Nicholas Angel (Pegg) is the best on the beat in the Big Smoke – but his London Met colleagues are growing more than a little weary of his unceasing dedication to duty and arrest record that’s 400% higher than any other officer on the force. His drive for justice has cost him his marriage, natch, and there isn’t much to report concerning his solitary cranberry juice-based social life, but Angel is a man driven by a higher purpose, as a hysterical opening montage reveals.

But strange times lie ahead, when Angel’s superiors send him (against his wishes of course) to the sleepy and seemingly idyllic village of Sandford (long-time winner of Village of the Year, remember that), where he’s partnered with the well-meaning but truly average police officer Danny Butterman (Nick Frost).

Danny’s the son of amiable Police Chief Frank Butterman (Jim Broadbent), whose team’s attitude towards law and order is remarkably lax by Angel’s standards, but things may be about to change – chasing shoplifters and overseeing village fayres becomes secondary to Angel’s growing suspicions as a series of grisly ‘accidents’ throw the quiet village into turmoil…

The ensemble cast is a testament to the growing esteem in which Pegg and Wright are held – in addition to Broadbent, Timothy Dalton turns in a lip-smacking turn as the sinister local supermarket magnate Simon Skinner, while stalwarts such as Edward Woodward, Billie Whitelaw, Bill Nighy, Cate Blanchett and Steve Coogan join in the fun, too.

But what it’s all really about, of course, is ‘buddy buddy’ – Pegg and Frost’s delivery and partnership ranges from broadest slapstick to underplayed hilarity in the blink of an eye, and Wright’s script (for the most part) gives them plenty to work with. It is officially a Brave New Brit-Com of the purest breed, so hence may not translate well for those not au fait with the machinations of the best modern comedy, or Americans.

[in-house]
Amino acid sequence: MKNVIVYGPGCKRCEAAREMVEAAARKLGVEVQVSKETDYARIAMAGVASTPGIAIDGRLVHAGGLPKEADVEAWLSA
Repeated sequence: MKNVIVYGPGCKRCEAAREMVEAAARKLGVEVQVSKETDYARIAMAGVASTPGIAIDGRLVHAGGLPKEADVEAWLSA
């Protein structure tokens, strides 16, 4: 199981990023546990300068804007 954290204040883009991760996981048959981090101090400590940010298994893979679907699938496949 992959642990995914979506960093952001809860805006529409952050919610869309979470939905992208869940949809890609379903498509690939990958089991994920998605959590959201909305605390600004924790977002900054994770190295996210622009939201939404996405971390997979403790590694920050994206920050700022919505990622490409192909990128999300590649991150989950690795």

Never mind, eh? Law enforcement was never so funny, official, we’ve all got to learn how to laugh sometime, and this is as good a place as any to start.

121 mins.

And over to Paul Stump

If it’s a capital offence for anyone under 50 to admit they thought Spaced was just OK, then build my gallows high. You had to lean into the pop-culture reference like fighting a blizzard; here Simon Pegg and his director have a chance to spread their material a little thicker, and praise be. This allows children of the 1980s and of rubbish TV and film culture the privilege of cringing a little at the vacuity of their own tastes, while also making themselves damp with laughter.

Pegg, reprising his dogged wage-slave, unquestioning ‘EveryBrit’ role from the equally fine Shaun of the Dead plays a model copper who’s posted to a rural village of deceptive serenity and the exclusivity of inbreeding. What follows is the nearest thing to a Tom Sharpe novel cinema has ever produced, a bloodily labyrinthine and frenziedly farcical plot of jealousy, arcane class loyalties, social rituals and serial murder behind the privet hedges and the begonias. Wright and Pegg’s coup is to translate this – though never self-consciously – through a lens familiar to a generation raised less on literature than the moving image.

Thus, Miss Marple and, crucially, its antipode, the action flicks of John Woo; the slow-mo two-fisted heat-packing leap through the local pub’s doors should be studied a quarter-century hence as an iconic moment in Brit cinema. Nick Frost as Pegg’s rural sidekick, who suddenly finds himself in the midst of an action flick of the kind he insatiably devours on his DVD, is a lugubriously thick delight, all Chipsticks and Chuck Norris. And yet one only has to have the most tenuous grasp on the references to find this a film of deep-rooted guffaws, genuine grand guignol horror (the murder of a local journalist is peculiarly disturbing) and pulsating thrills.

Wright and Pegg, here, essay and satirize many of the worst, most venal and ignorant traits of Blairite Britain, yet the panache with which they execute this, and the audience their films attract, gives us hope. They are a two-man Ealing Studios for the 21st century. Believe the hype.